To see this from the prism of constitutional mandate, suchlaw based on residence, cannot stand the legal scrutiny as it violates article 14 which speaks of equality of all citizens, article 15(1) and (2) which prohibits the state from discriminating against any citizen on the grounds of religion, race, place of birth etc, article 16(2) which prohibits discrimination on the grounds of place of residence in respect of employment or office under the state, article 19(1)(e) which grants every citizen the right to reside and work or settle in any part of the country and article 21 of the constitution which gives right to life to every citizen of the state.

It is article 16(3) which empowers the parliament to provide domicile based reservation in public employment and jobs with local or any other authority under a state but state governments don’t have any such powers to pass laws directly on domicile-based reservation. Under Article 19(1)(g), all citizens have a fundamental right to practice any profession or to carry on any occupation, trade or business and by mandating private institutions to employ a certain set of candidates , this policy constricts their right to carry on their occupation freely, which will be a major leg of challenge to the law.

Supreme Court (SC) in a catena of judgements have decried this practice of localised protectionism. In Dr.Pradeep Jain vs Union of India (1984) case, SC noted that to regard the individual from one state as an outsider in other state would be to deny him his constitutional right and to derecognise the essential unity and integrity of the country by treating it as if it were a mere conglomeration of independent states.

Further in Kailash Chand Sharma vs. State of Rajasthan (2002), SC has held that sweeping measures taken by the state on the considerations of localism is not sanctioned by the constitutional mandate of equality and liable to be rejected on the plain terms of Article 16(2) and in the light of Article 16(3). Also, in both the judgements of Indira Sawhney vs. Union of India (1992) and M.Nagaraj vs. Union of India (2006), SC haveunderscored that reservation cannot exceed beyond 50% unless there are extraordinary reasons to justify why this ceiling has to be breached. Domicile based state law of Andhra Pradesh is already challenged in the High Court and Haryana government law challenged by Industrial units in the High Court was allowed to be withdrawn on the grounds that state government is yet to enforce the act.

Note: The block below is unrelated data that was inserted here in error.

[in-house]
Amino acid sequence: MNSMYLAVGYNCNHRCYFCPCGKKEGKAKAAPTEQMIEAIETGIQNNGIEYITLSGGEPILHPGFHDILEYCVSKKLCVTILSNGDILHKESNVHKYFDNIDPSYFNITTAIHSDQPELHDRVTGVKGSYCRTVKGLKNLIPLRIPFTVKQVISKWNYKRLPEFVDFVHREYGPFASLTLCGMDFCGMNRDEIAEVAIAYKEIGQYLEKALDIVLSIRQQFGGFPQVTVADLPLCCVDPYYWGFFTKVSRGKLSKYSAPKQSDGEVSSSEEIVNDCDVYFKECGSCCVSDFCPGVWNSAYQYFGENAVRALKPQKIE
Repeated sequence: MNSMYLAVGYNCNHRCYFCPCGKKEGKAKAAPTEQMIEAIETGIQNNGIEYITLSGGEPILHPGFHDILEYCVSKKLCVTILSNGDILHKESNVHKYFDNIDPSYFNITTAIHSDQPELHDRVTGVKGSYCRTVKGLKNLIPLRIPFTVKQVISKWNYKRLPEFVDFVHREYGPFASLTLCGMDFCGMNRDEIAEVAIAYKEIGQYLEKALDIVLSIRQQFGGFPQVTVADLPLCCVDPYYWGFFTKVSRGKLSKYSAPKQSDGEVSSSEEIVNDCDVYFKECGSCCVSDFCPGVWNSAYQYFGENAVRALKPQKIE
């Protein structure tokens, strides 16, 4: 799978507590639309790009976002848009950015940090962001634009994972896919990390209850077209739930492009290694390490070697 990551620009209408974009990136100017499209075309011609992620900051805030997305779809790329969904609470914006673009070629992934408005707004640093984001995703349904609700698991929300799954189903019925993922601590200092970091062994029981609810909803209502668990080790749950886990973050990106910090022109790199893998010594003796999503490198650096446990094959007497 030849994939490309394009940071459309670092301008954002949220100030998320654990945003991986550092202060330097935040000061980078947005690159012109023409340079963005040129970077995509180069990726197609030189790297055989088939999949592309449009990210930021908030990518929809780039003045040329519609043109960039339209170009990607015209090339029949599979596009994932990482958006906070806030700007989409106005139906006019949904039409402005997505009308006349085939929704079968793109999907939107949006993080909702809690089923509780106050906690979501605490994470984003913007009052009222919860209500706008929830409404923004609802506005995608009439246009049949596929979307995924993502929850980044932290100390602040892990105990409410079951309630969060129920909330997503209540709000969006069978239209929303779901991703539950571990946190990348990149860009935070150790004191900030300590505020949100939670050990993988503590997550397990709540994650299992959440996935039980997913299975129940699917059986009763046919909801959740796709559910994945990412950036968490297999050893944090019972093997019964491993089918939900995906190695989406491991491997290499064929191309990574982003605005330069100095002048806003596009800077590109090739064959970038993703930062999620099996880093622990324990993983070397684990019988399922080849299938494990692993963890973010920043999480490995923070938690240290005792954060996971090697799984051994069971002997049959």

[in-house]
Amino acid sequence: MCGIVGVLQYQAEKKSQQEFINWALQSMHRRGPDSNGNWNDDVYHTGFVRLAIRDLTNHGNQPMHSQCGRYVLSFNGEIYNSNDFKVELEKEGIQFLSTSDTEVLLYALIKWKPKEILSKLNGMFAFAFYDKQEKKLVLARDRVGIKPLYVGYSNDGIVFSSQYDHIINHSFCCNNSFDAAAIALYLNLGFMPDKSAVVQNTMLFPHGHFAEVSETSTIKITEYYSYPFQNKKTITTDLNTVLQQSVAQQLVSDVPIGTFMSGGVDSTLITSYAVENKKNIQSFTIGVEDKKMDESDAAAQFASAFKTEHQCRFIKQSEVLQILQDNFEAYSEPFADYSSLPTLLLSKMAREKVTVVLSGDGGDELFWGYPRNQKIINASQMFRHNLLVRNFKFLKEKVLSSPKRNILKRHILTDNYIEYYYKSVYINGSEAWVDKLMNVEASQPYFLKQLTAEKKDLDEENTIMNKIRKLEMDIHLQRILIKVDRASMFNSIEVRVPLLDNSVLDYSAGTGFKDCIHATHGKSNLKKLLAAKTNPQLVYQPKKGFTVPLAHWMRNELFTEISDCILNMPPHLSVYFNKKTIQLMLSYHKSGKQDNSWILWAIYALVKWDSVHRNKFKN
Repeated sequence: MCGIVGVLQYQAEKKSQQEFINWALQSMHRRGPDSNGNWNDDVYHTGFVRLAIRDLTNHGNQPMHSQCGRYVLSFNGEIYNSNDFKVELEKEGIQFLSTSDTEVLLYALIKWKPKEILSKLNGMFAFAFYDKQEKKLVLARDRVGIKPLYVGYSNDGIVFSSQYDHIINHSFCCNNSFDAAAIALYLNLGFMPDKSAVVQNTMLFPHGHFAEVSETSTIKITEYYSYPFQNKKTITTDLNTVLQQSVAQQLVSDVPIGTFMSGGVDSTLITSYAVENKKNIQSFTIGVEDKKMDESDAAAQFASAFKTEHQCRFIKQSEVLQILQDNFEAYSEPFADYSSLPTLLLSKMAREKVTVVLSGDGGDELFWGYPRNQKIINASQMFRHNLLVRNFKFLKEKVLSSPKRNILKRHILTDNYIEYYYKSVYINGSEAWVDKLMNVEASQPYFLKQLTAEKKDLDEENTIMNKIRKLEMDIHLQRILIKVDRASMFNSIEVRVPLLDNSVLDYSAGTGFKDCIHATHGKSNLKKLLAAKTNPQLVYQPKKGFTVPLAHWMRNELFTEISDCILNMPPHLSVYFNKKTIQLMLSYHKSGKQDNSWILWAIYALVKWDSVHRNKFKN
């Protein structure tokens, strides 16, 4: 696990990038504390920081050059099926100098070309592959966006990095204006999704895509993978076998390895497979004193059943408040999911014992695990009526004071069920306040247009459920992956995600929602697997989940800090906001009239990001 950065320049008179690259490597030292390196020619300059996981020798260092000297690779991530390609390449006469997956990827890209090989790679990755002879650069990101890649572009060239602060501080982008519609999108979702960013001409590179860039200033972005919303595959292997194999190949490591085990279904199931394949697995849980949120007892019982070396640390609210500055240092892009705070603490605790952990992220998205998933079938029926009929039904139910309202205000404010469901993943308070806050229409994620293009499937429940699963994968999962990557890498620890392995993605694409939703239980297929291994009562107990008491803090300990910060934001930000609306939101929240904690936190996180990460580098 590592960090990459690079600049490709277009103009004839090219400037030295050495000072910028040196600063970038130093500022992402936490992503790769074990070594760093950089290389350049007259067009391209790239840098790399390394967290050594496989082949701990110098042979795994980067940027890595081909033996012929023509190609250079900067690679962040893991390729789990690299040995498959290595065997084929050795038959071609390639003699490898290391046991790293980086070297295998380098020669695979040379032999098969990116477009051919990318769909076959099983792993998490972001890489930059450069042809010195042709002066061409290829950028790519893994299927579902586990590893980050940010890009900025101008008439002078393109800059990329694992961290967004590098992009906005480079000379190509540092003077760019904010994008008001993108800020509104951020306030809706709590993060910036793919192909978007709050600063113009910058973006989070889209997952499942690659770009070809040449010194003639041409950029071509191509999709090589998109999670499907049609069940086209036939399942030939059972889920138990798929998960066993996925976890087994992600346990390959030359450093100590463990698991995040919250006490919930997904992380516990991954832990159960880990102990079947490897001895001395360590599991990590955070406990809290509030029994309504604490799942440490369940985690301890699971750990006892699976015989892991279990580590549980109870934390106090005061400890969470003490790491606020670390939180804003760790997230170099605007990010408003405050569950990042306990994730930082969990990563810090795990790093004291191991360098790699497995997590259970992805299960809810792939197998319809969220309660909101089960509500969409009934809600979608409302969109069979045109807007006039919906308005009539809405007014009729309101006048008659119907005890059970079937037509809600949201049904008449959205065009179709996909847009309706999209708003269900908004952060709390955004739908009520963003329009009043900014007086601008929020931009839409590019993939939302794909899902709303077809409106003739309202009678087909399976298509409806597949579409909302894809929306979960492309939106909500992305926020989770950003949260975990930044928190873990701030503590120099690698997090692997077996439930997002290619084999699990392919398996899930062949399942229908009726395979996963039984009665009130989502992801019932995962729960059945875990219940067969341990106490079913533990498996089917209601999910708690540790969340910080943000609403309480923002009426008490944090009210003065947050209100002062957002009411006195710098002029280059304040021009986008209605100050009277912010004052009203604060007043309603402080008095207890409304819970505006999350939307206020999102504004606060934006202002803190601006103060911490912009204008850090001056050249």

Incentivising the industry by giving lower electricity charges, offering land use charges and in turn asking them to invest in skill development policies for the locals might be a better approach. States must create an ecosystem where more investment comes and hinder creating such provision which is conceptually flawed, having little practical value beyond political jingoism and have the tendency of fostering and strengthening narrow parochial loyalties based on language and residence within a state.

Written By: Ayush Sarna - Assistant Advocate General, Punjab